Why Don't People Recycle?
The recycling rate in the U.S. has risen less than six percent in the past decade and researchers have been trying to figure out why. A possible explanation was recently published in the Journal of Electronic Commerce Research.
Instead of the typical excuses, such as recycling bins are not handy or recycling options are too confusing, this study looked at the actual thought process that leads consumers to recycle or not recycle an item. The researchers discovered that there is a psychological characteristic to recycling.
According to the authors of the study — Jennifer Argo of the University of Alberta School of Business and Remi Trudel of Boston University — if an item looks damaged, incomplete, small, ripped, shredded, or deformed (a dented can, for example), it invariably gets tossed in the trash. In some cases, even if only the paper label on a can has been removed, consumers have a greater tendency to toss it in the trash.
However, if the item is in whole form — a can that is not dented — it is usually sent to the recycling bin.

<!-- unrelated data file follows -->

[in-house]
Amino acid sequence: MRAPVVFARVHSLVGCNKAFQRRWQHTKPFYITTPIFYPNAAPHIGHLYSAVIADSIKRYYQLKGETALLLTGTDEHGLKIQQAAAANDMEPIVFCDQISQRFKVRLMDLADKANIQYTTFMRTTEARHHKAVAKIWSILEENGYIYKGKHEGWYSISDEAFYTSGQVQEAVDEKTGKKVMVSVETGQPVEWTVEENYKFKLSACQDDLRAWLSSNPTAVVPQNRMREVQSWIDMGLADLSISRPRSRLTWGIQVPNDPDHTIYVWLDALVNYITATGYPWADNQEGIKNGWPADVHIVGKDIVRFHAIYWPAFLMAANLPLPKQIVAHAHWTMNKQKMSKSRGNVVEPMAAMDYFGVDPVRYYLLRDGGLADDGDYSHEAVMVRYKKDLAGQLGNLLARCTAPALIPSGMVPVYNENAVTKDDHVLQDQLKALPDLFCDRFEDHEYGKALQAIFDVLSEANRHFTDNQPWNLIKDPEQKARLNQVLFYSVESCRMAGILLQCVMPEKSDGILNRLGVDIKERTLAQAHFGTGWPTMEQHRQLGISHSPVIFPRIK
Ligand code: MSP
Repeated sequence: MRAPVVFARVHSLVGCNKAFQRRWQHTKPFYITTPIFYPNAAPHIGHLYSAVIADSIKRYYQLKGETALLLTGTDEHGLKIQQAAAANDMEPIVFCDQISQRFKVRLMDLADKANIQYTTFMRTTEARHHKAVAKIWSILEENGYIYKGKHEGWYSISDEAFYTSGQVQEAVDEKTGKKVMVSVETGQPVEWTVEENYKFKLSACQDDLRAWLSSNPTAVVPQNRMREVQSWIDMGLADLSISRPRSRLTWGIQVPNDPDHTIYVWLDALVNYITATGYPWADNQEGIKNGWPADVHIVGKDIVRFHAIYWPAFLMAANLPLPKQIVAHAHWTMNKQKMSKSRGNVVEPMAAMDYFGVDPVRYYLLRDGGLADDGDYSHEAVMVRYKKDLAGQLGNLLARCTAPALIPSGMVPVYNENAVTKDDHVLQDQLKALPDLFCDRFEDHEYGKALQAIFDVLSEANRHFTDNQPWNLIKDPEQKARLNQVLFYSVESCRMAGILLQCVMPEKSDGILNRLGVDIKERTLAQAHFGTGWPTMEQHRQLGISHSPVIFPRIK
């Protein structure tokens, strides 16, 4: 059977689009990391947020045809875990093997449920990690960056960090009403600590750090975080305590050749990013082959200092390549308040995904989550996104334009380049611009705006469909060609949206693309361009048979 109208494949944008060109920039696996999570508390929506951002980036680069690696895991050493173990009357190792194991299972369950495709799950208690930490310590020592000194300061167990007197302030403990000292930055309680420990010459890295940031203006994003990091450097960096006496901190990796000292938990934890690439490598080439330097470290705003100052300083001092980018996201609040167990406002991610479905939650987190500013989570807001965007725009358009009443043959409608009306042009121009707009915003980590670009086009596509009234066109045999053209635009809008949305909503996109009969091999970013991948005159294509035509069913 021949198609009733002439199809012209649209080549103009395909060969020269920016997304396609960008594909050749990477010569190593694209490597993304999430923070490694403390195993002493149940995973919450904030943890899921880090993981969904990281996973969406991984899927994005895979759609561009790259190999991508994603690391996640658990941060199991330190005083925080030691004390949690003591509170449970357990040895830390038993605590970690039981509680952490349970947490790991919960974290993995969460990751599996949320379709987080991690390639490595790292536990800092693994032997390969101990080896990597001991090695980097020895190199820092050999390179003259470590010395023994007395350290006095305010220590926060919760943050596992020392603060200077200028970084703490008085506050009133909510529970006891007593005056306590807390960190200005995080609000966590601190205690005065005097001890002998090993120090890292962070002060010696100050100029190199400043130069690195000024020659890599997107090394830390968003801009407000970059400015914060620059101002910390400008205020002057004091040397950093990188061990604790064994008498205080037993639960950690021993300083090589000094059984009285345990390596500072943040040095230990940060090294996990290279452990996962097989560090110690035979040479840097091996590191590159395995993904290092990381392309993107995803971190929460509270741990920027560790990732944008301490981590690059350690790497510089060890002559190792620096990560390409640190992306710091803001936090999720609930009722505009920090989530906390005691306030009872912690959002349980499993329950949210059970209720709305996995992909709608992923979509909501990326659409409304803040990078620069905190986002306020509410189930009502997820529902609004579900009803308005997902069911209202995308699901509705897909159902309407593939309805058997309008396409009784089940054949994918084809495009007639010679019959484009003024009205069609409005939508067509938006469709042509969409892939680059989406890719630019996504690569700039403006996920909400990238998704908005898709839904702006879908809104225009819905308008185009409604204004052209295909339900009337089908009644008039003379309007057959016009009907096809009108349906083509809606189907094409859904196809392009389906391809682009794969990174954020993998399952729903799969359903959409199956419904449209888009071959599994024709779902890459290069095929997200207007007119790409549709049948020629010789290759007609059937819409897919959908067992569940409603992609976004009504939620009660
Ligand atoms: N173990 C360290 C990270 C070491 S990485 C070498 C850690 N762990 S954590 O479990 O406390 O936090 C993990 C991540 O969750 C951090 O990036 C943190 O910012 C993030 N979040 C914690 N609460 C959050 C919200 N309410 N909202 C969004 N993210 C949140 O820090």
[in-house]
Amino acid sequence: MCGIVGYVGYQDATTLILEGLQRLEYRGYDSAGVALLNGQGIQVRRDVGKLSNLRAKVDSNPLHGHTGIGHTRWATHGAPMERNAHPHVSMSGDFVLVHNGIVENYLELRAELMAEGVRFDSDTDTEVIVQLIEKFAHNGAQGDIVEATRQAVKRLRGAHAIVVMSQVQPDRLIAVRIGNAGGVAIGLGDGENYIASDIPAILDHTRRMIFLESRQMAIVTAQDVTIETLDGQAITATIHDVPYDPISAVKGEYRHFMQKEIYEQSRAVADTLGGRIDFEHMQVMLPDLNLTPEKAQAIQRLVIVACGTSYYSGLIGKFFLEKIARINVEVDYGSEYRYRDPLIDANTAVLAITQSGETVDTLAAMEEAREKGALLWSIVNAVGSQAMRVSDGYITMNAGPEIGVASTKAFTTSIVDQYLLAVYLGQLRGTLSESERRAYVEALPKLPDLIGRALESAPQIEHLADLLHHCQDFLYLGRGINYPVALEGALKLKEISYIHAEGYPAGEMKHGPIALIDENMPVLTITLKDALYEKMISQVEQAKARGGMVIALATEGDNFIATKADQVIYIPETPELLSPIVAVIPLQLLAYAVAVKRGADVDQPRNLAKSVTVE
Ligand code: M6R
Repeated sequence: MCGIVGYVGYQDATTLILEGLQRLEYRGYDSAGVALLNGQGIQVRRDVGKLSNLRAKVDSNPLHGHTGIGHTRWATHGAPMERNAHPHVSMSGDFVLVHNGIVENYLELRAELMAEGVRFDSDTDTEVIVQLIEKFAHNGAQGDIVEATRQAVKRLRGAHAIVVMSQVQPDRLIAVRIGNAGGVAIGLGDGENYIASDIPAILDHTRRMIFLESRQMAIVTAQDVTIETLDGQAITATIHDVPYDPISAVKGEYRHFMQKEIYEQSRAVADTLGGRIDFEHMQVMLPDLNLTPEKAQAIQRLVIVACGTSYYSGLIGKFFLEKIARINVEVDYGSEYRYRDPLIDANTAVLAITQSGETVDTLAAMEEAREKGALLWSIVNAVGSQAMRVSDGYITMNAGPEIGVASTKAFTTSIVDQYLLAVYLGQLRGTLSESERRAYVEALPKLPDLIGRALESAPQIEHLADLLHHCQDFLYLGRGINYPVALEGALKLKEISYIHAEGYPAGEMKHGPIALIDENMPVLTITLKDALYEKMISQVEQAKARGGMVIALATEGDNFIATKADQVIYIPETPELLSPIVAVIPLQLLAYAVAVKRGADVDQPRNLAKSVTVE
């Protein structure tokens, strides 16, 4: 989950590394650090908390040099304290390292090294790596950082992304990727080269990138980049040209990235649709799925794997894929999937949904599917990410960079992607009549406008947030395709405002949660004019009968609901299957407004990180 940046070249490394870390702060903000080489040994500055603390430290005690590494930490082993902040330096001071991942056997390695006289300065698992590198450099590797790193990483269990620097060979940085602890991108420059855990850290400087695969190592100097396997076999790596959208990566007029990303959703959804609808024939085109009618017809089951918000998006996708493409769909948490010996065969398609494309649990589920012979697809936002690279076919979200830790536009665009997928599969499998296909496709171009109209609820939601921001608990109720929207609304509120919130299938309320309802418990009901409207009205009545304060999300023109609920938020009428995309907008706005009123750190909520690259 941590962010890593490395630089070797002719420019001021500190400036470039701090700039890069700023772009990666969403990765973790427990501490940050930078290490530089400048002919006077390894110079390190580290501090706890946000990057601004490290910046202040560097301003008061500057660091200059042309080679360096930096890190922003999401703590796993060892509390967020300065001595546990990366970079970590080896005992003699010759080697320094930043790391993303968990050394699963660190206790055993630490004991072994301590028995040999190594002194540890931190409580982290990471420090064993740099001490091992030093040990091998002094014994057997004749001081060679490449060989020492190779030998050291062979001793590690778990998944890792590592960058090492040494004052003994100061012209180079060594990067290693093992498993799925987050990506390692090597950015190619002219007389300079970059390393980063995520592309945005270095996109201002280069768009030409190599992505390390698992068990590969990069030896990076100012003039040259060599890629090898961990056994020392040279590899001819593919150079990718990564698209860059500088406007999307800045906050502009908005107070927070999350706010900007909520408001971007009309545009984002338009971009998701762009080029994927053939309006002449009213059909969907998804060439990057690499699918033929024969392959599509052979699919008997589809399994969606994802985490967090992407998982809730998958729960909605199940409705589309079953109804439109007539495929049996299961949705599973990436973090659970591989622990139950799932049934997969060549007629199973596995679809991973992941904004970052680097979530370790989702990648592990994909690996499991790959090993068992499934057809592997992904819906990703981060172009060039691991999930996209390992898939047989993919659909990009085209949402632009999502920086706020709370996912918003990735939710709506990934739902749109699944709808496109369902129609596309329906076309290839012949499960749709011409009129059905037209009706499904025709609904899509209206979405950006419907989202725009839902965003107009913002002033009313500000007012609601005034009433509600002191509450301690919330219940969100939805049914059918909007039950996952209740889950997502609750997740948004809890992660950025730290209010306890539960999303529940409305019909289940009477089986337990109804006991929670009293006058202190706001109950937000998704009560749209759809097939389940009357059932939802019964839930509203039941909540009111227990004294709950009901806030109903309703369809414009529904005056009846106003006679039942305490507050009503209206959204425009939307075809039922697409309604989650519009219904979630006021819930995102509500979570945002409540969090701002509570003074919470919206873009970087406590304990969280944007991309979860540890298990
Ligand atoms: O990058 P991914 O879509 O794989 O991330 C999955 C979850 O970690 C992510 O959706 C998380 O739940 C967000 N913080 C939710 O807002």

"This is a 'mind-set' issue and I do not believe [we must ask] manufacturers to redesign or repackage their items just so they do not lose their form," says Stephen Ashkin, CEO of Sustainability Dashboard Tools. "However, it would not hurt to add a sign to recycling bins indicating 'many items, no matter what their condition, can be recycled.'"
Ashkin believes that as a "culture of sustainability" evolves throughout the country and in more organizations, this mind-set condition will begin to dissipate.
"There are lots of things we used to toss in the trash that we now recycle without thinking about it, everything from used motor oil to newspapers," adds Ashkin. "In time, no matter what form a can or piece of paper takes, these items are likely be recycled without any hesitation as well."
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